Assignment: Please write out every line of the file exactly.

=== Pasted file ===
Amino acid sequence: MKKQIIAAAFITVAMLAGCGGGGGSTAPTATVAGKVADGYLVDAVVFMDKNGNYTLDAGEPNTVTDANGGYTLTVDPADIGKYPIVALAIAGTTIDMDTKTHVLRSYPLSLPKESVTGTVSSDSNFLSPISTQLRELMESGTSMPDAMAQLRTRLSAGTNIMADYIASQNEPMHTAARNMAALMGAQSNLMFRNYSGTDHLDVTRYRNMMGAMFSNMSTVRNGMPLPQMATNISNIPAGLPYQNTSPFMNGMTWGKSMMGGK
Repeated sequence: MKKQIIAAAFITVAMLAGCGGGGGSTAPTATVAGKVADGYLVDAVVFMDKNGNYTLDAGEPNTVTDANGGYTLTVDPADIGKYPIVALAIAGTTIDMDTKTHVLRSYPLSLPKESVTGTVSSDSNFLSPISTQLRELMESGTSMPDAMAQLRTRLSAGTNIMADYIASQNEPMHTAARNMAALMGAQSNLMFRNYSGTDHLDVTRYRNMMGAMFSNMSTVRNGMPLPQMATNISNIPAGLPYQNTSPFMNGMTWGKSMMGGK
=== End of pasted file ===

Amino acid sequence: MKKQIIAAAFITVAMLAGCGGGGGSTAPTATVAGKVADGYLVDAVVFMDKNGNYTLDAGEPNTVTDANGGYTLTVDPADIGKYPIVALAIAGTTIDMDTKTHVLRSYPLSLPKESVTGTVSSDSNFLSPISTQLRELMESGTSMPDAMAQLRTRLSAGTNIMADYIASQNEPMHTAARNMAALMGAQSNLMFRNYSGTDHLDVTRYRNMMGAMFSNMSTVRNGMPLPQMATNISNIPAGLPYQNTSPFMNGMTWGKSMMGGK
Repeated sequence: MKKQIIAAAFITVAMLAGCGGGGGSTAPTATVAGKVADGYLVDAVVFMDKNGNYTLDAGEPNTVTDANGGYTLTVDPADIGKYPIVALAIAGTTIDMDTKTHVLRSYPLSLPKESVTGTVSSDSNFLSPISTQLRELMESGTSMPDAMAQLRTRLSAGTNIMADYIASQNEPMHTAARNMAALMGAQSNLMFRNYSGTDHLDVTRYRNMMGAMFSNMSTVRNGMPLPQMATNISNIPAGLPYQNTSPFMNGMTWGKSMMGGK